Tiny Millipede from Cretaceous Interval Present in Burmese Amber

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A workforce of paleontologists from Bulgaria and Germany has discovered the surprisingly uncommon and completely preserved millipede in 99-million-year-old amber from Myanmar (previously Burma).

Burmanopetalum inexpectatum. Image credit: Leif Moritz.

Burmanopetalum inexpectatum. Picture credit score: Leif Moritz.

Millipedes are a extremely various but in addition a largely understudied group of arthropods with over 11,000 described species. The precise variety of species is estimated to be between 15,000 and 80,000.

The whole Mesozoic Period — an interval of geological time from about 252 to 66 million years in the past — is poor in millipede fossils, with lower than a dozen species taxonomically described.

Dubbed Burmanopetalum inexpectatum, the newly-discovered millipede species lived roughly 99 million years in the past (Cretaceous interval).

The traditional creature, about eight.2 mm lengthy, is encased in amber from the Hukawng Valley, Kachin State, northern Myanmar.

It belongs to Callipodida, a small order of spinneret-carrying millipedes.

“We had been so fortunate to search out this specimen so nicely preserved in amber,” mentioned lead writer Professor Pavel Stoev, a researcher on the Nationwide Museum of Pure Historical past, Bulgaria.

“With the next-generation micro-CT and the related picture rendering and processing software program, we at the moment are in a position to reconstruct the entire animal and observe the tiniest morphological traits that are not often preserved in fossils.”

“This makes us assured that we’ve got efficiently in contrast its morphology with these of the extant millipedes.”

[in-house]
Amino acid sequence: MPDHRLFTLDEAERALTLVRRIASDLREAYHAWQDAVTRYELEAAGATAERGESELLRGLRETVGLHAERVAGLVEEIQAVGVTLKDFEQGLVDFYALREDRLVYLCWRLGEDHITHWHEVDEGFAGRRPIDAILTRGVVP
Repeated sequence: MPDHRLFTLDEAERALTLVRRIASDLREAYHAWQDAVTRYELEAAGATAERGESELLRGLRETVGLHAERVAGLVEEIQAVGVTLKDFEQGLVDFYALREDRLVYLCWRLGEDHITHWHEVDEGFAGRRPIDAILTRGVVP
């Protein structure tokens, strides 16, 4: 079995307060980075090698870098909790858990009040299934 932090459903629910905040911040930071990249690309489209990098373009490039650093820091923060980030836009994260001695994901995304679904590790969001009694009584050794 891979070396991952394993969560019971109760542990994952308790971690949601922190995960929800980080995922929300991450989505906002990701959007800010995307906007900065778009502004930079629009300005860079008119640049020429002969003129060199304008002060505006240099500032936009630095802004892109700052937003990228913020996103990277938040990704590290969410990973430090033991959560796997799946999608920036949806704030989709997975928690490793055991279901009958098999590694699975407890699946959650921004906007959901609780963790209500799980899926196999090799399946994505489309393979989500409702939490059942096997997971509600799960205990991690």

“It got here as an excellent shock to us that this animal can’t be positioned within the present millipede classification. Although their basic look have remained unchanged within the final 100 million years, as our planet underwent dramatic adjustments a number of occasions on this interval, some morphological traits in Callipodida lineage have developed considerably.”

Professor Stoev and colleagues needed to revise the present millipede classification and introduce a brand new suborder (Burmanopetalidea) and a brand new household (Burmanopetalidae).

“The Mesozoic Period has till now solely been sampled for a dozen species of millipedes, however new findings from Burmese amber are quickly altering the image,” mentioned Pure Historical past Museum London’s Dr. Greg Edgecombe, main professional within the research of fossil arthropods.

The invention is described in a paper within the journal ZooKeys.

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P. Stoev et al. 2019. Dwarfs below dinosaur legs: a brand new millipede of the order Callipodida (Diplopoda) from Cretaceous amber of Burma. ZooKeys 841: 79-96; doi: 10.3897/zookeys.841.34991

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